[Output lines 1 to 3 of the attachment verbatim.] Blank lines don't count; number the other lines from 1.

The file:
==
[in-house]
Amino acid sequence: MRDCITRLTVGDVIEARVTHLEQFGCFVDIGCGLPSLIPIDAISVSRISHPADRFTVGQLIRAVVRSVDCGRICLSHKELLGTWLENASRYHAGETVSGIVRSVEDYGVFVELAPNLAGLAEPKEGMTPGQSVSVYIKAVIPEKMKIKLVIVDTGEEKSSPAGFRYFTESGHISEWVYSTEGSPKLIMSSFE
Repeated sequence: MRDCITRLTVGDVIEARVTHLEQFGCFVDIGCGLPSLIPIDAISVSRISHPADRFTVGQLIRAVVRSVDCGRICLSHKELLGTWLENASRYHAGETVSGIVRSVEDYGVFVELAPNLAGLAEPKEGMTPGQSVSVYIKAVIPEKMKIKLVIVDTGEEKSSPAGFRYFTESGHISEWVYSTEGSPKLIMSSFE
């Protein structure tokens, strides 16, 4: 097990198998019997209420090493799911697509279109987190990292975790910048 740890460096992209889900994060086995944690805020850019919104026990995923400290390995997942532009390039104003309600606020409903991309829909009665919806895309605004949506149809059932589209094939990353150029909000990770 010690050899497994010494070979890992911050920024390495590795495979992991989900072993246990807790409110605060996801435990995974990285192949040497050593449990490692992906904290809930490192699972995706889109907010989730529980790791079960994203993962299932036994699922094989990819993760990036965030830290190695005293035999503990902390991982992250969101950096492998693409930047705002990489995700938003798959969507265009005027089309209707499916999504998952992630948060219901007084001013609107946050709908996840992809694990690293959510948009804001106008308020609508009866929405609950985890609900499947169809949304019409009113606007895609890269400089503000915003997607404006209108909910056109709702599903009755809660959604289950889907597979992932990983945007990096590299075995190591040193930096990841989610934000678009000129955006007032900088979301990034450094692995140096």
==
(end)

[in-house]
Amino acid sequence: MRDCITRLTVGDVIEARVTHLEQFGCFVDIGCGLPSLIPIDAISVSRISHPADRFTVGQLIRAVVRSVDCGRICLSHKELLGTWLENASRYHAGETVSGIVRSVEDYGVFVELAPNLAGLAEPKEGMTPGQSVSVYIKAVIPEKMKIKLVIVDTGEEKSSPAGFRYFTESGHISEWVYSTEGSPKLIMSSFE
Repeated sequence: MRDCITRLTVGDVIEARVTHLEQFGCFVDIGCGLPSLIPIDAISVSRISHPADRFTVGQLIRAVVRSVDCGRICLSHKELLGTWLENASRYHAGETVSGIVRSVEDYGVFVELAPNLAGLAEPKEGMTPGQSVSVYIKAVIPEKMKIKLVIVDTGEEKSSPAGFRYFTESGHISEWVYSTEGSPKLIMSSFE